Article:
Analysis of kinetics of walking in solution
From gel, we obtained evidence of the walker reaching equilibrium by walking from one track to another in a solution. Next step is to analyze the kinetics of walking in a solution using SPEX. Since random walking is a reversible process, its rate constant is hard to calculate. Instead, we made an irreversible system using a walker goal. Since walker goal is very similar to the tracks except one toehold of 6nt, the kinetics of random walking in a solution can be approximated by the kinetics of walking to the walker goal.
In this experiment, a quencher is attached at the 3’ end of the walker, and a fluorophore is attached at the 5’ end of the probe for walker goal. When a walker gets to the walker goal, a fluorophore and a quencher are aligned, so the fluorescent level goes down. For the kinetics experiment, 50nM was used as 1x concentration
Above diagram shows a kinetics experiment of walker moving from the tracks to the walker goal. For sample 1 and 2, the preannealed (probe for walker goal fluorophore – walker goal) complex is mixed with the preannealed (walker quencher – track 1/2) complex. Sample 3 is a control; instead of the (walker quencher – track 1/2) complex, a free walker quencher is added to quench every fluorophore in system. Therefore sample 3 provides a maximum and minimum signal level that we can get from the system. Gradual decrease of the signal can be observed in both sample 1 and sample 2, suggesting a walker moving from track 1/2 to the walker goal.
The rate constant of sample 1 and 2 should be within a range of the rate constant of 1 toehold with 6 bases, but results seem to be slow [figure 4]. Exact rate constants have not been calculated yet. The code used to fit the data and to find the rate constant will be able to be used soon. To figure out why this reaction is so slow, we tested various hypotheses.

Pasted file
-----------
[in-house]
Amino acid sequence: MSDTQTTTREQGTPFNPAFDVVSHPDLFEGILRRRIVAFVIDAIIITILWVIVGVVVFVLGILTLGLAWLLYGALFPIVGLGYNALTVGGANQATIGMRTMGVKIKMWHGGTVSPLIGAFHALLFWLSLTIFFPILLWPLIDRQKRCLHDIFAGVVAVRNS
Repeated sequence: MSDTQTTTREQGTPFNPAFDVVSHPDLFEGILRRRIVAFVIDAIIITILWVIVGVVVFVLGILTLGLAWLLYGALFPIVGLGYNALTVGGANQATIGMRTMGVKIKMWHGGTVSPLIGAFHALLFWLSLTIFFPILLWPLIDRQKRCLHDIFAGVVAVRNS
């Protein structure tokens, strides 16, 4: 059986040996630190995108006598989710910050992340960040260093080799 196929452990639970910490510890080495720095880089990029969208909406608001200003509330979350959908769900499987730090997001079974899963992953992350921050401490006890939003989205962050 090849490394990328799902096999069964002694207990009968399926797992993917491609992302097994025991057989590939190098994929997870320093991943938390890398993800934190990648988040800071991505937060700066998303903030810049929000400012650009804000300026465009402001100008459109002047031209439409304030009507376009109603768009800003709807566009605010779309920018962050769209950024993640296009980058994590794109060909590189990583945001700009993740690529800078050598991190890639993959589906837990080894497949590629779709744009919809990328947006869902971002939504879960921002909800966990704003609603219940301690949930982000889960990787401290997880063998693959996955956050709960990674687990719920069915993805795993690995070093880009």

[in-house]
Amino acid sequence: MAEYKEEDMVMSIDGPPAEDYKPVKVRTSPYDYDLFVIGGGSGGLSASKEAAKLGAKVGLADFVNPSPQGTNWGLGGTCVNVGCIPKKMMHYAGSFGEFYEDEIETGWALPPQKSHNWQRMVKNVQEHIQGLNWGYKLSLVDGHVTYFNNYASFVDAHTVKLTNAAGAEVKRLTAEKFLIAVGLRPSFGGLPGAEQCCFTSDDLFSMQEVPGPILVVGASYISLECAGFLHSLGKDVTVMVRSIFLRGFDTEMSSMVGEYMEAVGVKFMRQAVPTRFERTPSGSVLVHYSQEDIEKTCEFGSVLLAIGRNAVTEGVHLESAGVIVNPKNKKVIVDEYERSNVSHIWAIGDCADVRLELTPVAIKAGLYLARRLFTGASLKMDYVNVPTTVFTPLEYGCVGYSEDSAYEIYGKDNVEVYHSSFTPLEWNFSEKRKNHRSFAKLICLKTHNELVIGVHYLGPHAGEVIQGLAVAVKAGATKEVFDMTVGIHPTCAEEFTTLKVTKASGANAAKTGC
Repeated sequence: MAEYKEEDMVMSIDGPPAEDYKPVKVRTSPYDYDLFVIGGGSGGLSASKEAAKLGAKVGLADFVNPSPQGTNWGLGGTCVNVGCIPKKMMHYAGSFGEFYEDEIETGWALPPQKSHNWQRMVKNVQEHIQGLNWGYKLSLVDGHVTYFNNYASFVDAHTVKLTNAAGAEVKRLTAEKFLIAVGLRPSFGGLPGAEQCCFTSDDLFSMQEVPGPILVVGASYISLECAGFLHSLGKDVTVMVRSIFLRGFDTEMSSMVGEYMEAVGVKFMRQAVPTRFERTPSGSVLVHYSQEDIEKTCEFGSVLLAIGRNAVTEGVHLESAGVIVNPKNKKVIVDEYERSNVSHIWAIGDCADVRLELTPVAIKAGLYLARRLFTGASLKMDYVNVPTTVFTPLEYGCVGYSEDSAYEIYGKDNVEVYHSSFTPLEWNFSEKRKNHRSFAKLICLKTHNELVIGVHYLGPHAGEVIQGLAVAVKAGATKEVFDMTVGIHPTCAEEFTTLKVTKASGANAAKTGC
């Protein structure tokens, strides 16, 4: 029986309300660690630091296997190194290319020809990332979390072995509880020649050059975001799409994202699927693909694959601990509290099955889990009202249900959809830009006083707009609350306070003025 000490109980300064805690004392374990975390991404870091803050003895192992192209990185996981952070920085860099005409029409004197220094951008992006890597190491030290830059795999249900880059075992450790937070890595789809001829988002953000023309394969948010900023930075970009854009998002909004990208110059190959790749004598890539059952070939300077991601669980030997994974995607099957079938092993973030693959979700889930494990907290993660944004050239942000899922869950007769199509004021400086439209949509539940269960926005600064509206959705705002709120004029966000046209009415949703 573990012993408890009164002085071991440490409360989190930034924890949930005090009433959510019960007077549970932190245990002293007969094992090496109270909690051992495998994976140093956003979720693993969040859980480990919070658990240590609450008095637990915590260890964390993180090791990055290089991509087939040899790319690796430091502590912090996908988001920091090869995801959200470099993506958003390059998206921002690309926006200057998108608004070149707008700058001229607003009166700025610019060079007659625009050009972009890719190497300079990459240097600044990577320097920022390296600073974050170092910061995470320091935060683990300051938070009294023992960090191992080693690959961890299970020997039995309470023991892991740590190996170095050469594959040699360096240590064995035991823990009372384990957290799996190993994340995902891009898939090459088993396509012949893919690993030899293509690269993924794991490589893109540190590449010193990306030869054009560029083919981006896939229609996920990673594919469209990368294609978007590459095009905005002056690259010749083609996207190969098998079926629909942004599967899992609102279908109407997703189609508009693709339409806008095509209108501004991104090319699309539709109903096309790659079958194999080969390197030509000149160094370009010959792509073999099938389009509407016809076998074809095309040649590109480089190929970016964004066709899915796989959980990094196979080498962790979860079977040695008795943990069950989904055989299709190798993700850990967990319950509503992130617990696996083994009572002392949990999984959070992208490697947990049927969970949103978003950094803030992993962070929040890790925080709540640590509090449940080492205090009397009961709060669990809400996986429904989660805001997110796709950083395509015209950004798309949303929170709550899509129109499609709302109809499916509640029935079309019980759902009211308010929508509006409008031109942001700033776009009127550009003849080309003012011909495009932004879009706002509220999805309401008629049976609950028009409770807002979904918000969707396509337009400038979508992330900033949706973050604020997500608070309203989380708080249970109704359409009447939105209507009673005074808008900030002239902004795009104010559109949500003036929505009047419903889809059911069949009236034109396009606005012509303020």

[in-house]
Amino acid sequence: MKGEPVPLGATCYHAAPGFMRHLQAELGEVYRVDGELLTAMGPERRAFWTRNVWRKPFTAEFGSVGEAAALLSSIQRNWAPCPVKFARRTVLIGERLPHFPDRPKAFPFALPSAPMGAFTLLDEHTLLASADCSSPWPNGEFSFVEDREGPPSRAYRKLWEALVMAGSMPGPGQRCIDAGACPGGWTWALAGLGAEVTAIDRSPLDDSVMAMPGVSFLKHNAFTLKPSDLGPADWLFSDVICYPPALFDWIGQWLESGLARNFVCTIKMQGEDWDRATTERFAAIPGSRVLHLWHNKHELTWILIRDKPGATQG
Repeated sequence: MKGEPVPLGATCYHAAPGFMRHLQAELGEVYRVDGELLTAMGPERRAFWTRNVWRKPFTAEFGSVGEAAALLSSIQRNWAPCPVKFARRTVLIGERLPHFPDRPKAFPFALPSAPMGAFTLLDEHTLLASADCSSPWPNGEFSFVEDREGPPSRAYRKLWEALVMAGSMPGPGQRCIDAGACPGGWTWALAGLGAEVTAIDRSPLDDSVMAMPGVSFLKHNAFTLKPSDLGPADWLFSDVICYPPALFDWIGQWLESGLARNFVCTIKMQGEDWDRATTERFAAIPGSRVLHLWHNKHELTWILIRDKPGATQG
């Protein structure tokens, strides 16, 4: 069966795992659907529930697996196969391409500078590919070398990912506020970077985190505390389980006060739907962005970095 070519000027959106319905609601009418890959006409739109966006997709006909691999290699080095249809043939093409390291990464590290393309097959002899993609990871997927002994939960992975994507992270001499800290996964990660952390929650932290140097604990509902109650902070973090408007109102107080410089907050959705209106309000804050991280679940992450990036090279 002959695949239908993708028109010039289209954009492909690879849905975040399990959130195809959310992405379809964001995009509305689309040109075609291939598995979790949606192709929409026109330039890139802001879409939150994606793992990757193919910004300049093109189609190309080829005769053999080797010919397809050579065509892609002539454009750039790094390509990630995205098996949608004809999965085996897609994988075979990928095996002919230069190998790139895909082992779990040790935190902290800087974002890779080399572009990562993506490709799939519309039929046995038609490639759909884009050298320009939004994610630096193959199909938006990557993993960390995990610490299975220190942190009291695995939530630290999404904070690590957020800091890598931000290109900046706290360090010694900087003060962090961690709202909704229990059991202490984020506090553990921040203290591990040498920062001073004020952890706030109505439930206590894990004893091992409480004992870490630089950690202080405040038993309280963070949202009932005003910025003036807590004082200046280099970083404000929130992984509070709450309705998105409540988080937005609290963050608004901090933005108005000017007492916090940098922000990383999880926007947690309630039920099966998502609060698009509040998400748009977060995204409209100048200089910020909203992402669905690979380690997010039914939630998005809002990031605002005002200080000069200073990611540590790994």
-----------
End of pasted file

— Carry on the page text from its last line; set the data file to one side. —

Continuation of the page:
First hypothesis is that walker goal is not completely irreversible. If there is a leak reverse reaction from the walker goal to the track, the quenching rate of quenching will be decreased. To test this hypothesis, the preannealed complex (probe for walker goal – walker goal) was mixed to a free walker making all walkers to reach the walker goal and quench the level to the minimum value. After an hour or so, track 1 or track 2 was added to each tube. If the walker goal is not irreversible, some portion of the walkers should move from the walker goal to the track, and the fluorescent level should increase. Above figure shows no noticeable increase of fluorescent level after adding tracks. Therefore, the walker goal is quite irreversible.
Second hypothesis is the occurrence of spurious interaction between strands. Three strands were ordered: track 1 without the 6 bases of poly-T at the top to avoid interaction between walker arm and poly-T part, track 1 without the probe region, and a strand that is complementary to the staple part of the probe for the walker goal to cover up the exposed staple part of the PWG_F strand. Those three stands were tested independently, but the rate does not change at all as shown in above figure, and thus, there are no apparent undesired interactions. Therefore, we still haven’t figured out why the rate of walking going to the walker goal is slower than expected. The possibility of secondary structure in ‘walker t- track1’ complex was not eliminated.
Another probable hypothesis might be the structural anomaly of the walker goal. In the gel, we observed that walker goal runs much slower than expected. This suggests there should be some secondary structures or dimer formation, which reduces the rate.